Beavis and Butthead, Marvel Comics
In March of 1993, MTV debuted a new TV show called Beavis and Butthead, which combined music videos with the antics of two deranged adolescents. The humor was definitely not for everybody but there's no denying the popularity and success of the delinquent duo spawning all kinds of merchandizing, a feature length movie, trade paperbacks, and a comic book series that lasted for 28 issues.
Rick Parker was the artist for the entire run of the comic book. He was kind enough to do a great original sketch for me and the site (which is pictured below), and he also briefly described his creative process. His narrative gives some good tips and insight for budding comic book artists who may be new to the game, offering information and tips on how he normally does commission work. (I say "normally" as he did the sketch for me for free! Thanks, Rick!)
"I'm glad you like your free sketch. I try to go out of my way for people who seem to care about comics as much as you do.
My process is not overly-complicated.
1. The business side: Over the years I have found it best to draw up a written contract ahead of time describing the job and outlining the details (compensation, scheduling, size, disposition of original artwork, rights granted to buyer and for how long (very important to spell this out), charges for revisions) and get the client to agree to this in writing. It's not a matter of trust. It's to avoid misunderstandings and to avoid problems.) I advise all professional artists to work this way to protect themselves from problems. And there will be problems.
2. The artistic side: After considering where the piece is going to be used (whether in print or on the web) and how it will be seen, what size it will be when reproduced, whether in color or black and white, etc. I usually sketch out the basic idea in HB pencil on cheap bond paper. Usually, when sketching, ideas occur to me that will make the drawing better or funnier. These can be incorporated into or applied to the finished work. The next step is to show the client the sketch by e-mailing a 72 dpi JPEG. After the client has signed off on the sketch the next step is to do a finished drawing on good quality paper by lightboxing the original sketch and inking that with a Hunt's crowquill point to get the thick and thin line quality. I use Higgins #4417 Waterproof drawing ink. Be careful not to smear it. Next, I e-mail a 72 dpi JPEG of that to the client. Then if all is okay, scan the drawing at 300 dpi and color it in photoshop. Then I save a 300 dpi file and make a 72 dpi file to send to the client for approval. If all is okay, the client then pays and I send out the high-resolution file as an e-mail or on a CD. If the client pays for the original art, I mail that as well in a box or better-yet--a tube. Sign and date the work. That's about it. I hope I haven't left anything out."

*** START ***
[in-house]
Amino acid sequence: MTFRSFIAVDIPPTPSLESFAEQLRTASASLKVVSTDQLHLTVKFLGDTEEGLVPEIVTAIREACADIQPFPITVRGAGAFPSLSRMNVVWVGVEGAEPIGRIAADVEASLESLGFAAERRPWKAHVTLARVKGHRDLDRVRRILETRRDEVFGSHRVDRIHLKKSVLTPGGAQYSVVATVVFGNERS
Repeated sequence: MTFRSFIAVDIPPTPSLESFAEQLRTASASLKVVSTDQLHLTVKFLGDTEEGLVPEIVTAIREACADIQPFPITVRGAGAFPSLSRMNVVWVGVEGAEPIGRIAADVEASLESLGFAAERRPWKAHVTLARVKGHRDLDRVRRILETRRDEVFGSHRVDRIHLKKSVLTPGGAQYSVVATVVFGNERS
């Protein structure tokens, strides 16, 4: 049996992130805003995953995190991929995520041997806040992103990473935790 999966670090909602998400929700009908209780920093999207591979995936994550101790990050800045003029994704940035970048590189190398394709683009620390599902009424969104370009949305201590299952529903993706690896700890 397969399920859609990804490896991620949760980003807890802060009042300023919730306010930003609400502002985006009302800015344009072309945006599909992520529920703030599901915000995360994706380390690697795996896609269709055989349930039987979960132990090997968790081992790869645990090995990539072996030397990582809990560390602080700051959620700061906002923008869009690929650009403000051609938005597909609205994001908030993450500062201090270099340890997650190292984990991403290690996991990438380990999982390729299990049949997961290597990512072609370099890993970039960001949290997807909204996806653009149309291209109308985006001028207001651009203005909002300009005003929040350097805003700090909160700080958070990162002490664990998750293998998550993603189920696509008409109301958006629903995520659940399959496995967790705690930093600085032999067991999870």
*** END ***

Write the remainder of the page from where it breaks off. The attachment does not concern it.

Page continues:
Awesome information, and I am thankful to Rick for sharing it with all of us. One comment from me, however: I prefer when artists mail the art flat, as when it's sent rolled it's often hard to flatten them out completely (not to mention the damage it causes to the artwork itself, even if it can't be seen by the naked eye). It's important to note, though, that when it's shipped flat it HAS to be packed adequately, as most delivery companies aren't very careful with the packages no matter how it's labeled. That's consistent no matter the carrier, whether it be UPS, FedEx, or the United States Postal Service.
Check out some great examples of Rick's work below!
Original art used on the cover of Beavis and Butthead issue 15. Signed by the artist, Rick Parker. Art is on standard Marvel Comics stock, page size 11" x 17".
Front cover of Beavis and Butthead issue 15, signed by Rick Parker. Beavis and Butthead copyright MTV.
A hilarious sketch by Rick Parker of Beavis and Butthead "surfing" in Hawaii. Beavis and Butthead characters copyright MTV. It features the typical humor found in the TV show and the comic. What a great piece; thanks, Rick! (Check out two colorized versions below!)
Colorized version of the original Hawaii sketch by Rick Parker. Beavis and Butthead characters copyright MTV. Rick did a great job with the piece. Check out a second version below.
Another colorized version of the original Hawaii sketch by Rick Parker. Beavis and Butthead characters copyright MTV.
Go and see more of Rick's work at his website by clicking here.
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